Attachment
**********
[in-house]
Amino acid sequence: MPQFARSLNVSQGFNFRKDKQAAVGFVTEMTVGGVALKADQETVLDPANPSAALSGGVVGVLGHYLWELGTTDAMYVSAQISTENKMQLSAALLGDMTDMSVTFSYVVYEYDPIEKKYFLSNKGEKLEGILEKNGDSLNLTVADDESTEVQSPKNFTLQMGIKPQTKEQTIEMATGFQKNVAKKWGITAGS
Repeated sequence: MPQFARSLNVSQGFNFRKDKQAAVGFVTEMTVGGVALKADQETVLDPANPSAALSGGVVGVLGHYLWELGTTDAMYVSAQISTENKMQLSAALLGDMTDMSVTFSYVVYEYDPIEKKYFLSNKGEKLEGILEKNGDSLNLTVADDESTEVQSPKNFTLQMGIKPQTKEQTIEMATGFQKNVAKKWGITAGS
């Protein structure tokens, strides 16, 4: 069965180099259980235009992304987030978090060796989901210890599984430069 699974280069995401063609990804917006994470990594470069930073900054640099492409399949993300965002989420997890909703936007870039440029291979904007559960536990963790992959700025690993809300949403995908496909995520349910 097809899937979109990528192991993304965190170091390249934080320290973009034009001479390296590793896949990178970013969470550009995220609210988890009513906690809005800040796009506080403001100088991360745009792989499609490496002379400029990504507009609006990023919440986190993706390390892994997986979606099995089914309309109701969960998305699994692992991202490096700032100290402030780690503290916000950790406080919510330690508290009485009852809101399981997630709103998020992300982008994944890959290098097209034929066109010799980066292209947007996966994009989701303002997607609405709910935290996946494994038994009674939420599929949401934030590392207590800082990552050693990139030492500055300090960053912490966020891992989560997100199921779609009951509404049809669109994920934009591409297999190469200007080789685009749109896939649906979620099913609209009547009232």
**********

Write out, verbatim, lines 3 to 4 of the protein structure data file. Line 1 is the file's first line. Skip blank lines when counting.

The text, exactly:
Repeated sequence: MPQFARSLNVSQGFNFRKDKQAAVGFVTEMTVGGVALKADQETVLDPANPSAALSGGVVGVLGHYLWELGTTDAMYVSAQISTENKMQLSAALLGDMTDMSVTFSYVVYEYDPIEKKYFLSNKGEKLEGILEKNGDSLNLTVADDESTEVQSPKNFTLQMGIKPQTKEQTIEMATGFQKNVAKKWGITAGS
């Protein structure tokens, strides 16, 4: 069965180099259980235009992304987030978090060796989901210890599984430069 699974280069995401063609990804917006994470990594470069930073900054640099492409399949993300965002989420997890909703936007870039440029291979904007559960536990963790992959700025690993809300949403995908496909995520349910 097809899937979109990528192991993304965190170091390249934080320290973009034009001479390296590793896949990178970013969470550009995220609210988890009513906690809005800040796009506080403001100088991360745009792989499609490496002379400029990504507009609006990023919440986190993706390390892994997986979606099995089914309309109701969960998305699994692992991202490096700032100290402030780690503290916000950790406080919510330690508290009485009852809101399981997630709103998020992300982008994944890959290098097209034929066109010799980066292209947007996966994009989701303002997607609405709910935290996946494994038994009674939420599929949401934030590392207590800082990552050693990139030492500055300090960053912490966020891992989560997100199921779609009951509404049809669109994920934009591409297999190469200007080789685009749109896939649906979620099913609209009547009232």